8. Use Burst Mode When Shooting Moving Subjects
Burst mode lets you take ten photos per second for as long as you hold down the shutter button. This makes it easy to capture the perfect action shot with minimal blur.
To activate burst mode, hold down the shutter button for half a second or longer. Your iPhone will start taking a continuous sequence of photos in quick succession.
After shooting a burst of images, you can choose the best photos from the sequence and delete the rest.
Use burst mode whenever there’s movement or unpredictability in the scene. It’s perfect for photographing children, animals, birds, and water splashes.
It’s also great for capturing magical moments in street photography. Try using burst mode to capture the perfect stride or pose.
9. Shoot Live Photos To Bring Your Photos To Life
Live Photos is an exciting iPhone camera feature that brings your photos to life. Rather than freezing a moment in time with a still photo, a Live Photo creates a wonderful moving image.
It works by capturing the moments before and after you take the picture. The result is a 3-second video, complete with movement and sound.
Below is a Live Photo shot at the beach. Hit the Play button to see how it captured the movement of the water and people.
The Live Photos feature is only available on the iPhone 6s/6s Plus and newer. On these phones, you can switch on Live Photos by tapping the circles icon in the camera app.
When the circle icon is yellow, Live Photos is on. When you press the shutter button, the camera will save footage of the 1.5 seconds before and 1.5 seconds after that moment.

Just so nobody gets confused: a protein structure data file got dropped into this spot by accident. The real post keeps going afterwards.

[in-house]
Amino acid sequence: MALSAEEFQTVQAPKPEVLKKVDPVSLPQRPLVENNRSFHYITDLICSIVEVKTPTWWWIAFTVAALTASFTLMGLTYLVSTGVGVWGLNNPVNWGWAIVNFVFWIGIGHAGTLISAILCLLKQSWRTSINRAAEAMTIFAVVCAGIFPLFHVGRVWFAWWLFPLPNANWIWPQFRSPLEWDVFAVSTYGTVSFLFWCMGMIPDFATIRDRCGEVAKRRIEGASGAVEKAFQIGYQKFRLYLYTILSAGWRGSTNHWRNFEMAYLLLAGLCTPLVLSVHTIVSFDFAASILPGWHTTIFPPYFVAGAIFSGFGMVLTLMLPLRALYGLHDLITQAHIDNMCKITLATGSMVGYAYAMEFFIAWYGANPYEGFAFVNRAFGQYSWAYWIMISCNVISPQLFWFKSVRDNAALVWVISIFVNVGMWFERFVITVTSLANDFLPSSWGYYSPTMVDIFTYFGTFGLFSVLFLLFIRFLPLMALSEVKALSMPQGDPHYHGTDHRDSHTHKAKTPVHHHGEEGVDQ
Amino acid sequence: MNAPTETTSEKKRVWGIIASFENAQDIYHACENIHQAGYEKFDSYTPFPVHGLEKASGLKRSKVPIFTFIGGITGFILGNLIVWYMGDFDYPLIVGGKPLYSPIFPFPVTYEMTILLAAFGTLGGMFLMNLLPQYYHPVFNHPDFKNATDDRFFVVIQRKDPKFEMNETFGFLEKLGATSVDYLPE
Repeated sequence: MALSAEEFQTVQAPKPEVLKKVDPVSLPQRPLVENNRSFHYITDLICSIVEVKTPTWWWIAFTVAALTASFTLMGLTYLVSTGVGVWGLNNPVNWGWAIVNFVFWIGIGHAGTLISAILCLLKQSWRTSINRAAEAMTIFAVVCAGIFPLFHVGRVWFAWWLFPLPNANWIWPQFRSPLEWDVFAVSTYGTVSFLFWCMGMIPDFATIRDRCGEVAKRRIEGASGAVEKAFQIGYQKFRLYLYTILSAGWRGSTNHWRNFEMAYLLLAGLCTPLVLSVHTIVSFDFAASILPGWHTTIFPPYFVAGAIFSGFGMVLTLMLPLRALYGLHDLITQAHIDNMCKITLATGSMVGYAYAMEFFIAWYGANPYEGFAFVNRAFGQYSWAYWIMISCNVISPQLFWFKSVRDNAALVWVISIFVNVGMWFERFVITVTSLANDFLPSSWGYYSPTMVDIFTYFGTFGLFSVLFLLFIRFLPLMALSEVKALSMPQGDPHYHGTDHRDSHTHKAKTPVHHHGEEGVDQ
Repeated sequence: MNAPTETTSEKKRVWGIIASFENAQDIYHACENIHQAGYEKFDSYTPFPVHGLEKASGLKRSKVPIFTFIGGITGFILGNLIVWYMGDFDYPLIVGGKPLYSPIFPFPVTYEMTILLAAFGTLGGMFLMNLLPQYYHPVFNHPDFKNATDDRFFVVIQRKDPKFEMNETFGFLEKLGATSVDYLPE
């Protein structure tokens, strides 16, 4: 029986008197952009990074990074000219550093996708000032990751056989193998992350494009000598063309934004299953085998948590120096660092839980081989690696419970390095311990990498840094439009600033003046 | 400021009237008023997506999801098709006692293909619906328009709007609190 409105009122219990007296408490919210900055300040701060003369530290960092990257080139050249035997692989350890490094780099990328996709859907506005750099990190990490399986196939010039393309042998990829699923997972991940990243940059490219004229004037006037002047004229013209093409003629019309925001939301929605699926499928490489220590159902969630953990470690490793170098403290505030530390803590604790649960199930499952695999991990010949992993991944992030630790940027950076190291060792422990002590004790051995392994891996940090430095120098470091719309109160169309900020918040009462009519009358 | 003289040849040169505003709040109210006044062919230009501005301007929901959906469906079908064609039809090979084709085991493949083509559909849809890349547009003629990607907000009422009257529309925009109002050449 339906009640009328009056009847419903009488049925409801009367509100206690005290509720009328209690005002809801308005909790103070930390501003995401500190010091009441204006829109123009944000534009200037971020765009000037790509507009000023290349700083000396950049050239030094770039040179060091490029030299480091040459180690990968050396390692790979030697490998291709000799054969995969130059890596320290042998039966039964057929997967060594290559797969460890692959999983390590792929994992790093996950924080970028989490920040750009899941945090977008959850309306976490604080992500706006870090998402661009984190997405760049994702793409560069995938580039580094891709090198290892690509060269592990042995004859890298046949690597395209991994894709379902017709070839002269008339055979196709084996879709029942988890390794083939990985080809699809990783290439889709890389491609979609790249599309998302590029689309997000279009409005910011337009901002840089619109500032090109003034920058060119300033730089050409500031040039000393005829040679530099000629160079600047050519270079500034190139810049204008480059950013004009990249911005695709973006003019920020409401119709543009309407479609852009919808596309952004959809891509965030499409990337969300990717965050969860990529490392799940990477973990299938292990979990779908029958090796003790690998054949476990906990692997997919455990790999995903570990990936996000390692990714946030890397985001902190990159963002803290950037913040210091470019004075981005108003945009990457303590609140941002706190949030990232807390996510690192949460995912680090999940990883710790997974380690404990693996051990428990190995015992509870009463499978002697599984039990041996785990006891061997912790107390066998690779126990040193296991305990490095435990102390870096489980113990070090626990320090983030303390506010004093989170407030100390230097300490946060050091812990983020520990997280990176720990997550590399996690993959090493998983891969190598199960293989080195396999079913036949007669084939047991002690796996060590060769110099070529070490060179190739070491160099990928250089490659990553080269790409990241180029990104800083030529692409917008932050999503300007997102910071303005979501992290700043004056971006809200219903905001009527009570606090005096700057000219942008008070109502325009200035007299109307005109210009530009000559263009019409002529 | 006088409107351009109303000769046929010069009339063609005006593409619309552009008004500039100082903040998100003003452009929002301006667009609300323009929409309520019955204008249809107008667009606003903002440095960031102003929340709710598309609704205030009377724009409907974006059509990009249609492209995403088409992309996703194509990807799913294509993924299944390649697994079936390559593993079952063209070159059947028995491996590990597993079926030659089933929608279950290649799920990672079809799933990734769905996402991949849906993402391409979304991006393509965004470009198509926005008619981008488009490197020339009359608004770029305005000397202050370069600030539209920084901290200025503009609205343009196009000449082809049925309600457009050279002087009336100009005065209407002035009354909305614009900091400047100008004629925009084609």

After shooting a Live Photo, play it back by pressing down firmly on the screen. You need to press harder than you’d press for an ordinary screen-tap.
When you’ve captured a Live Photo, you can apply a Loop, Bounce or Long Exposure effect if you wish. To access these effects, open your Live Photo then swipe up.
Loop turns your Live Photo into a continuous video loop. Bounce makes your Live Photo play forwards and then in reverse.
Long Exposure creates a beautiful slow shutter effect, blurring any movement captured. This is perfect for creating a silky smooth effect on waterfalls and rivers.
Use Live Photos whenever there’s movement or sound in the scene that you’d like to capture. It works particularly well when photographing people – especially children. And it’s great for capturing scenes with flowing water.
Live photos is also perfect for situations where the sound adds an extra sensory element. For example, birdsong or the sound of water when you’re shooting in nature. Or why not capture the sounds of a bustling city scene?
You’re unlikely to use Live Photos for all your shots. But it’s perfect for preserving those moments that you couldn’t capture in a still photo.
10. Use Portrait Mode To Blur The Background
Portrait mode lets you shoot photos with a shallow depth of field effect. Use this mode when you want your subject to appear sharp against a beautiful blurred background.